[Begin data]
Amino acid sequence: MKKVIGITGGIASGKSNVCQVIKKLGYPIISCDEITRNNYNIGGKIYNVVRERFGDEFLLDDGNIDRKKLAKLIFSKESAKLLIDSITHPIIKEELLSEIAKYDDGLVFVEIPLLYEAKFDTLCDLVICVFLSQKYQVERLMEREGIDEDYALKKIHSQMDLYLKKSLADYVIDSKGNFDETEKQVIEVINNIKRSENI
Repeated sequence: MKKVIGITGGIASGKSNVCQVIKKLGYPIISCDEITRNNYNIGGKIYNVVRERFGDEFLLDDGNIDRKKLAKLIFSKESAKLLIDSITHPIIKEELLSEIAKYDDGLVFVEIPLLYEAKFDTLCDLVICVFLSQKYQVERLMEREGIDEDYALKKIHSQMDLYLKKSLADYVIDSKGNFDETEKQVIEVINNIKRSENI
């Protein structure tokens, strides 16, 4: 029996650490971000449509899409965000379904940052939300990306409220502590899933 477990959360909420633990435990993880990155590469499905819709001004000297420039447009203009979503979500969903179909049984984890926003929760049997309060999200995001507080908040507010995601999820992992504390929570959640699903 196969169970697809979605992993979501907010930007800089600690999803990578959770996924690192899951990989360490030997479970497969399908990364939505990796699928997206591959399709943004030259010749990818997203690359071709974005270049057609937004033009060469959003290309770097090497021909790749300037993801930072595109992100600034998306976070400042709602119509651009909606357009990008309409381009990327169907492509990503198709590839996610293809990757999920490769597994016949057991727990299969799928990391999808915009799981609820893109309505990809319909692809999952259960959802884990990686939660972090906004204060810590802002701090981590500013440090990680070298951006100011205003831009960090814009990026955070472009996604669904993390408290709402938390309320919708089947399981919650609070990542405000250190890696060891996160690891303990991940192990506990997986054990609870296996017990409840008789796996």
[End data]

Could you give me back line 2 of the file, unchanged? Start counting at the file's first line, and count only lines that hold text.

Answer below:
Repeated sequence: MKKVIGITGGIASGKSNVCQVIKKLGYPIISCDEITRNNYNIGGKIYNVVRERFGDEFLLDDGNIDRKKLAKLIFSKESAKLLIDSITHPIIKEELLSEIAKYDDGLVFVEIPLLYEAKFDTLCDLVICVFLSQKYQVERLMEREGIDEDYALKKIHSQMDLYLKKSLADYVIDSKGNFDETEKQVIEVINNIKRSENI